Despite the success of antivirals in preventing clinically overt CMV disease in cardiac allograft recipients, sub-clinical active CMV infection remains a major concern because of its association with allograft rejection and vasculopathy. The measurement of CMV specific T-cell responses is a promising approach to assessing this situation. For simplicity, class-I MHC/peptide-multimers staining CD8 T-cells directly are often used but this ignores a much wider range of responses including the whole CD4 T-cell compartment. CD4 T-cells, however, were recently shown to be critical to reducing CMV load early after transplantation. To determine how extensive T-cell responses to CMV are, the responses to two dominant CMV proteins, IE-1 and pp65, were dissected in detail accounting for T-cell lineage, frequencies, epitope recognition and changes over time in more than 25 heart transplant recipients. Cross-sectional results from over 30 healthy CMV-carriers were analyzed for comparison. Responses were unexpectedly complex, with considerable inter-individual variation in terms of dominance, breadth, and recognized epitopes. Whereas the use of MHC/peptide-multimers for clinical CD8 T-cell response monitoring alone can be justified in some situations, short term T-cell activation combined with intracellular cytokine staining was clearly found to be of more general usefulness. The performance of IFN-gamma, TNF-alpha, or IL-2 as single read-outs in identifying activated T-cells was examined and confirmed that the frequently used IFN-gamma was best suited. These results should be used to inform the design of clinically applicable and diagnostically useful approaches to monitoring CMV specific responses in heart transplant recipients.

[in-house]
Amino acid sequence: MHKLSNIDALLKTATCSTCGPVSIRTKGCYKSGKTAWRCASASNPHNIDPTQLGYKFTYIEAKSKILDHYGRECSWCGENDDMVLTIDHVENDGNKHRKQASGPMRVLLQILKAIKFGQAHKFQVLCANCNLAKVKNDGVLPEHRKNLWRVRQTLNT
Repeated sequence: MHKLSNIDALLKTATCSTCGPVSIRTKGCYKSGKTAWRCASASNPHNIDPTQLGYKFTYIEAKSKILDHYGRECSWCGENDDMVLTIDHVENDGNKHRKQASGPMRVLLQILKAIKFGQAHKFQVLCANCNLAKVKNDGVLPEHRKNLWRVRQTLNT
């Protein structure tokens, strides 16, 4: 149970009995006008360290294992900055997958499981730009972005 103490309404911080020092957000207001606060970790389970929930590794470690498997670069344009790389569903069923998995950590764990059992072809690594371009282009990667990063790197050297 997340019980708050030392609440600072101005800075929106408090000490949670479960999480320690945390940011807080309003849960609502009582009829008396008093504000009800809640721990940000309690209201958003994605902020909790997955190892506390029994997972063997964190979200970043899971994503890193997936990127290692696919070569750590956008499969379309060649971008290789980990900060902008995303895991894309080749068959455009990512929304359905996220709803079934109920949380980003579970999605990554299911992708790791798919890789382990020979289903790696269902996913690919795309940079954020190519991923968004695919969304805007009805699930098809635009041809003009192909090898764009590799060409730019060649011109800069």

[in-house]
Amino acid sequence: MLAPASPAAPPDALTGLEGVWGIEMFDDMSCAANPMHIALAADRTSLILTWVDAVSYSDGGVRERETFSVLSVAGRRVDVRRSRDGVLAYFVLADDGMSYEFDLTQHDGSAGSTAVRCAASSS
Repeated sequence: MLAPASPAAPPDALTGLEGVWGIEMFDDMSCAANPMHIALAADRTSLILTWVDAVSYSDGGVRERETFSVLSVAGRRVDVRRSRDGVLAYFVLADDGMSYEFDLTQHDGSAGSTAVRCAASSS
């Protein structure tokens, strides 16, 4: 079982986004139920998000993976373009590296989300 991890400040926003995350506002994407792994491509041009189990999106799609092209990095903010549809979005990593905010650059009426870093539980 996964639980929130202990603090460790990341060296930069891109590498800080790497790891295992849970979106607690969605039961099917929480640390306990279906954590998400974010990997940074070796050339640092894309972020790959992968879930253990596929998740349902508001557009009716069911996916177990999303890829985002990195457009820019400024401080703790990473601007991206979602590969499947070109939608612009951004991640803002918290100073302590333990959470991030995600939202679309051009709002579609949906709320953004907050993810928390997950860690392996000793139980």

Additional Metadata
Keywords Cytomegalovirus, Heart transplantation, Immunology, T-cells
Persistent URL dx.doi.org/10.1002/jmv.21229, hdl.handle.net/1765/29345
Citation
Kirchner, A., Hoffmeister, B., Cherepnev-G, G., Fuhrmann, S., Streitz, M., Lachmann, R.A., … Kern, F.. (2008). Dissection of the CMV specific T-cell response is required for optimized cardiac transplant monitoring. Journal of Medical Virology, 80(9), 1604–1614. doi:10.1002/jmv.21229